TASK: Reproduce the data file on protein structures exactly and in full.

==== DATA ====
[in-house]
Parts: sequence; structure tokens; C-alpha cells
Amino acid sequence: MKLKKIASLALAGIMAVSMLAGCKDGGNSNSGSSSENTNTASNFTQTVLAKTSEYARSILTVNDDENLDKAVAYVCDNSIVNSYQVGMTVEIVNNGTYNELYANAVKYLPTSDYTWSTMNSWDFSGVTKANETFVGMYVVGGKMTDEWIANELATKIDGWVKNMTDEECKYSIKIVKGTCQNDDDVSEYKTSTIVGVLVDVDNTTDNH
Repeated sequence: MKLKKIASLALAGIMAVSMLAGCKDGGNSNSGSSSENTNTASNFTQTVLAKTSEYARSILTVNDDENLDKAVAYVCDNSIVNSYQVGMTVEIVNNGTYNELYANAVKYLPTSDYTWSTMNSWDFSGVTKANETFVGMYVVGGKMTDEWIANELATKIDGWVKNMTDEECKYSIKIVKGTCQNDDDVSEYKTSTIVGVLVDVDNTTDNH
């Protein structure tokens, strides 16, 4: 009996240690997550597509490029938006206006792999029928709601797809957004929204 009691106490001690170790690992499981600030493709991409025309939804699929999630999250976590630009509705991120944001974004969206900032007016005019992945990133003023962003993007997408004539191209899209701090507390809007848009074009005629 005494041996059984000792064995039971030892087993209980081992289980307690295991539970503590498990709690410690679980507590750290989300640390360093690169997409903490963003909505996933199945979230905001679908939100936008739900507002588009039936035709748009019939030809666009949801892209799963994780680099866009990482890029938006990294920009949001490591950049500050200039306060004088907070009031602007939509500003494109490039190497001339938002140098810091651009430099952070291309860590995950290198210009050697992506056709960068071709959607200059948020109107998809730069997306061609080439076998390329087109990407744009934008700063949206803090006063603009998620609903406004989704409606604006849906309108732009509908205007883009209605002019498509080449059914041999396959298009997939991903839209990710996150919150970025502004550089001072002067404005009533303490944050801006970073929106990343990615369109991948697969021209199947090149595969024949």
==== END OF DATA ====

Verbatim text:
[in-house]
Parts: sequence; structure tokens; C-alpha cells
Amino acid sequence: MKLKKIASLALAGIMAVSMLAGCKDGGNSNSGSSSENTNTASNFTQTVLAKTSEYARSILTVNDDENLDKAVAYVCDNSIVNSYQVGMTVEIVNNGTYNELYANAVKYLPTSDYTWSTMNSWDFSGVTKANETFVGMYVVGGKMTDEWIANELATKIDGWVKNMTDEECKYSIKIVKGTCQNDDDVSEYKTSTIVGVLVDVDNTTDNH
Repeated sequence: MKLKKIASLALAGIMAVSMLAGCKDGGNSNSGSSSENTNTASNFTQTVLAKTSEYARSILTVNDDENLDKAVAYVCDNSIVNSYQVGMTVEIVNNGTYNELYANAVKYLPTSDYTWSTMNSWDFSGVTKANETFVGMYVVGGKMTDEWIANELATKIDGWVKNMTDEECKYSIKIVKGTCQNDDDVSEYKTSTIVGVLVDVDNTTDNH
């Protein structure tokens, strides 16, 4: 009996240690997550597509490029938006206006792999029928709601797809957004929204 009691106490001690170790690992499981600030493709991409025309939804699929999630999250976590630009509705991120944001974004969206900032007016005019992945990133003023962003993007997408004539191209899209701090507390809007848009074009005629 005494041996059984000792064995039971030892087993209980081992289980307690295991539970503590498990709690410690679980507590750290989300640390360093690169997409903490963003909505996933199945979230905001679908939100936008739900507002588009039936035709748009019939030809666009949801892209799963994780680099866009990482890029938006990294920009949001490591950049500050200039306060004088907070009031602007939509500003494109490039190497001339938002140098810091651009430099952070291309860590995950290198210009050697992506056709960068071709959607200059948020109107998809730069997306061609080439076998390329087109990407744009934008700063949206803090006063603009998620609903406004989704409606604006849906309108732009509908205007883009209605002019498509080449059914041999396959298009997939991903839209990710996150919150970025502004550089001072002067404005009533303490944050801006970073929106990343990615369109991948697969021209199947090149595969024949």